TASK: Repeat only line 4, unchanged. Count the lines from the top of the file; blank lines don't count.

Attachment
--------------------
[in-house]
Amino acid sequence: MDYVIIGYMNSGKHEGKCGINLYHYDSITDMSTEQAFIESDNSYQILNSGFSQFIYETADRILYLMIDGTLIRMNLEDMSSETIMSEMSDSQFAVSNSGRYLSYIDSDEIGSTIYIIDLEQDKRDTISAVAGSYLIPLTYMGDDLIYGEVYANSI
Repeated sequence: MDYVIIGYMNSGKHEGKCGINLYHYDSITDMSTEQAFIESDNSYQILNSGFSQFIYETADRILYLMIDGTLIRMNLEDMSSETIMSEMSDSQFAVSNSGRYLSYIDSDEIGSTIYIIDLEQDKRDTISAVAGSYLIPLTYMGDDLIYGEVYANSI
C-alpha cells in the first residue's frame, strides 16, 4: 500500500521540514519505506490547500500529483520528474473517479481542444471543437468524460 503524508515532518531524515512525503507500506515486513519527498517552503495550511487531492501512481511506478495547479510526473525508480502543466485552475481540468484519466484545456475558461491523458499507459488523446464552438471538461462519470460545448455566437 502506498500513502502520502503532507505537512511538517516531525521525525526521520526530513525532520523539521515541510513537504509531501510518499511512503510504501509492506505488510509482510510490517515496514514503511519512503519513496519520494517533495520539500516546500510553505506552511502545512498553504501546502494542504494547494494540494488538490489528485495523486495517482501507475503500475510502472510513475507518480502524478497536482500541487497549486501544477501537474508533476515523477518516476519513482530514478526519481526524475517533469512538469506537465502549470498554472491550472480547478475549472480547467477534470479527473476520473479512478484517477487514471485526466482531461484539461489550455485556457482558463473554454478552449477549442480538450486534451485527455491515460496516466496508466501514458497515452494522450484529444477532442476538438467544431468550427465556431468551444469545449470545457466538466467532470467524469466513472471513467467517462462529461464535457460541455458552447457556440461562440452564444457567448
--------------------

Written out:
C-alpha cells in the first residue's frame, strides 16, 4: 500500500521540514519505506490547500500529483520528474473517479481542444471543437468524460 503524508515532518531524515512525503507500506515486513519527498517552503495550511487531492501512481511506478495547479510526473525508480502543466485552475481540468484519466484545456475558461491523458499507459488523446464552438471538461462519470460545448455566437 502506498500513502502520502503532507505537512511538517516531525521525525526521520526530513525532520523539521515541510513537504509531501510518499511512503510504501509492506505488510509482510510490517515496514514503511519512503519513496519520494517533495520539500516546500510553505506552511502545512498553504501546502494542504494547494494540494488538490489528485495523486495517482501507475503500475510502472510513475507518480502524478497536482500541487497549486501544477501537474508533476515523477518516476519513482530514478526519481526524475517533469512538469506537465502549470498554472491550472480547478475549472480547467477534470479527473476520473479512478484517477487514471485526466482531461484539461489550455485556457482558463473554454478552449477549442480538450486534451485527455491515460496516466496508466501514458497515452494522450484529444477532442476538438467544431468550427465556431468551444469545449470545457466538466467532470467524469466513472471513467467517462462529461464535457460541455458552447457556440461562440452564444457567448